Better to put your property up for sale now though as goodness knows what will be thrown at us yet, hopefully, ‘post’ the pandemic which we all know is still very much with us!
“The levels of buyer demand, sales activity and new listings have slowed in recent weeks, in line with the usual seasonal trends. Last year, property searches more than doubled after Christmas Day. As well as the usual seasonal pick-up in demand, we are anticipating that more demand will also be fuelled by a continued ‘reassessment of home’ due to the trends that emerged during the pandemic. These include households wanting more space – an extra bedroom, or a larger garden.
“Alongside this, confirmation around changing working patterns for those in the workforce who are in office-based employment will also continue to act as a spur to looking for a new property. A recent Zoopla survey showed that around a fifth of those who said they were eager to move in the coming 18 months said that new working from home arrangements were a factor in their decision.
“A desire to lock in property price gains may also spur additional activity. The speed at which the market is moving will start to normalise next year. The average time between listing a property and agreeing a sale subject to contract was 50 days in the years before the pandemic. This year it has been consistently below 30 days. As the market starts to move at a more normal pace, it will be an opportunity for supply pipelines to repair, although total stock volumes will likely remain lower than the five-year average.”
“The average number of sales agreed per estate agent branch fell slightly to seven in November, from October’s figure of eight. Year-on-year, this figure is almost half of the number of sales agreed last year, which stood at 13 for November 2020. However, looking back over the past five years, seven is the average number of sales agreed for the month of November with last year being extraordinarily busy. This rebalance could be a sign of the market starting to normalise.”
“At the national level, +13% of respondents reported an increase in new buyer enquiries during November. This is marginally up on reading of +11% previously and marks the third successive report in which the headline demand metric has been in positive territory. Notwithstanding this, the agreed sales indicator remains modestly negative, posting a net balance of -9% (compared with -7% last month). As such, this extends the run of negative readings for the survey’s headline sales measure into a fifth consecutive month.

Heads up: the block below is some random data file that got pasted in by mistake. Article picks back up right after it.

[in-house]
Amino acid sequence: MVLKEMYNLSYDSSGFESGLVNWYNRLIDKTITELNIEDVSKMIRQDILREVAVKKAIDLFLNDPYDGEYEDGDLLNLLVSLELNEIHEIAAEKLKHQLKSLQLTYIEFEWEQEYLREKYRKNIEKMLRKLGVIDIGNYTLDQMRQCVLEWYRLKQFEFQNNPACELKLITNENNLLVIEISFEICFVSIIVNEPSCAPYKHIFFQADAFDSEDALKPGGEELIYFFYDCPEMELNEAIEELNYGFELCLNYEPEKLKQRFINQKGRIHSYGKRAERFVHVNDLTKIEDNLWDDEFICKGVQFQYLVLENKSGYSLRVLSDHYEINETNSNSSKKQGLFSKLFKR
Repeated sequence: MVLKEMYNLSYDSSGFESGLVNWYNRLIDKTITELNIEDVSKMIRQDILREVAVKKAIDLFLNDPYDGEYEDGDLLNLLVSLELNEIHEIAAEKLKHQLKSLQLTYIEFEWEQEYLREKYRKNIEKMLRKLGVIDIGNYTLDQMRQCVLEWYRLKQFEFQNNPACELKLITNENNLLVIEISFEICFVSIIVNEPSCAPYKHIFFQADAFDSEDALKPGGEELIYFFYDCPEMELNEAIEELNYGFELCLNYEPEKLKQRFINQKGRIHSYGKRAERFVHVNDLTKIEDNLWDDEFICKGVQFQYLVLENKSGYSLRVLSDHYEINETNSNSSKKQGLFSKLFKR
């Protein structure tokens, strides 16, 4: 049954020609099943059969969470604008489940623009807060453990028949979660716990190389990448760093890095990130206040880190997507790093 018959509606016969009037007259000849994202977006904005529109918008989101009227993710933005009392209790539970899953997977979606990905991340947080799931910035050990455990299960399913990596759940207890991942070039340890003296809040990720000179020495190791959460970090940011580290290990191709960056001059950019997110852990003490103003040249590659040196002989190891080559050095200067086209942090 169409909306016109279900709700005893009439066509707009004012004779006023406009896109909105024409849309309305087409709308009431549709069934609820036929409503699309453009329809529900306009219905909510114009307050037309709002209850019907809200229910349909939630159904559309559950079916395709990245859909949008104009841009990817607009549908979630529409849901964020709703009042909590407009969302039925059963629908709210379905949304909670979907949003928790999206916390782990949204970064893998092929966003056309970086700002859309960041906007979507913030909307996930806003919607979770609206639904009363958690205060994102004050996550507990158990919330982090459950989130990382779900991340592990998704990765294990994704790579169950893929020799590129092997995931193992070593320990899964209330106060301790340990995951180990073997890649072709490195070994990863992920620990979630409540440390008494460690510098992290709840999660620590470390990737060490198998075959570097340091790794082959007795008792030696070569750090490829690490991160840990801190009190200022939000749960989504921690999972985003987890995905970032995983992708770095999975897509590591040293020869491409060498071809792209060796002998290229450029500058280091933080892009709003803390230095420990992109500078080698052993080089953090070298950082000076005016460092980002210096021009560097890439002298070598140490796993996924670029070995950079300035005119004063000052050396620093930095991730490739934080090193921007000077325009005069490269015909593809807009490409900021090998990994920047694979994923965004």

“Comments left by respondents frequently highlight the shortage of new listings coming onto the market as a significant impediment to activity at this point in time. In November, -18% of respondents noted a further deterioration in the flow of new instructions becoming available (the eighth straight negative monthly reading). Moreover, the volume of market appraisals undertaken in November was reportedly below that seen in the same month last year, with the latest net balance coming in at -20%.”
Postcodes – hot or not?
The Advisory track current market conditions so buyers and sellers can gain an independent view of how easy it would be to buy and sell their home in their area. This makes it easier for good agents that are honest about market conditions to value and manage expectations. For example, in S18 (Dronfield) 94% of the properties on the market are under offer and EC2 in London is one of the worst performers according to this index, showing that ‘average property prices can mislead buyers and sellers.
From PropCast’s perspective, the hot markets at postcode level don’t necessarily track the overall increases and decreases seen even at town and city levels, with Dronfield, Bristol and Romford having some of the busiest markets, and London and L1 Liverpool having some of the slower ones.
Find out what’s happening in your postcode at: https://www.theadvisory.co.uk/propcast/
The Advisory shows that ‘average data’ for towns and cities really isn’t good enough for those looking at individual properties. Liverpool has topped the year on year price growth over the last few months, but as their data shows, anyone in L1 and L2 ie the city centre, will be seeing a very different picture. Meanwhile, although Bristol isn’t topping the charts, for those in BS7 – Bristol – this is one of the top performing postcodes along with nearby Easton.